Kimberly Peirce might not have been the first name that leapt to mind when theorizing which directors could shepherd a Carrie remake, but when you think about it, the Boys Don't Cry helmer is actually the perfect choice to tell this tale.
"There's a huge identity component, you've got an amazing misfit who, in this case, has special powers, and just wants to be loved and accepted. But when she goes about getting that, it has extraordinary consequences. When I read the script I really understand why they came to me," Peirce told ETonline at The 2013 OUTFEST Film Festival
Opening Night Gala.
Once she accepted the gig and locked in her cast (Chloe Moretz as Carrie, Julianne Moore as Margaret), Peirce turned her attention to updating the 40-year-old story.
"We had to modernize it," Peirce says, highlighting a cyberbullying storyline that heavily factors into the film. "I was also able to go deeper into the mother-daughter relationship and treat it with the same kind of care that I put into all my movies; there's more depth and realism to it."
Peirce adds that her version of the film also spends more time with Carrie as she grapples with her newfound abilities. "In [the 1976] movie, she gets the powers and goes to the prom. In my version, once she gets these powers, we track how they grow and become part of her identity. I feel I was able to make a superhero origin story."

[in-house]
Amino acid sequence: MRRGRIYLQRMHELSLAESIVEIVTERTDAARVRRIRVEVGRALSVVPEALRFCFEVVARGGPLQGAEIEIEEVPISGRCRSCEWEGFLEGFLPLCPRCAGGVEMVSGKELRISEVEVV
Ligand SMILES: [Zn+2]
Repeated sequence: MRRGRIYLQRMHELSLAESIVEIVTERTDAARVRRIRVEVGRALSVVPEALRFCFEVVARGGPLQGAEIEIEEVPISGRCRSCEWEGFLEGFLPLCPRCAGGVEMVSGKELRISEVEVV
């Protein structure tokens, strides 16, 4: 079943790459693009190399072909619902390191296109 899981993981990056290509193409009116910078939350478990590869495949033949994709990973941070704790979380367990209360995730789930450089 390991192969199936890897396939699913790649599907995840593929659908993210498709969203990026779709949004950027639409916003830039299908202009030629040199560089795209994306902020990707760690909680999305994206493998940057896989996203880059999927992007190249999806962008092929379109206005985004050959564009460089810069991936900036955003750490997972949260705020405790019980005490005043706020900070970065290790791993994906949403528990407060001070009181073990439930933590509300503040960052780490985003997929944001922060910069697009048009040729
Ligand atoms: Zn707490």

Technological advances also altered how Carrie's powers manifest. "Because of visual effects, I got to have the stones actually rain down on the house; she stamps her foot and breaks the ground; I get to play with her superpowers in this CG world, which looks really extraordinary. We really tried to do something unique and very much our own. "
Peirce recently received OUTFEST's Lifetime Achievement Award and may have jokingly balked at the timing ("I hope it's like a quarter-lifetime achievement award"), but not the importance of the honor.
"It's a huge honor. I know most of the people who've gotten this award before and it's an esteemed body of people who've not only made commercial movies, but personal movies -- and queer movies. I'm thrilled to be a small part of that [because] I think it's vitally important that queer film festivals exist and we're not limited by what the mainstream norm wants. We want to tell vibrant stories about sexual desire, gender identity, and it's crucial we continue to break the bounds that end up changing culture."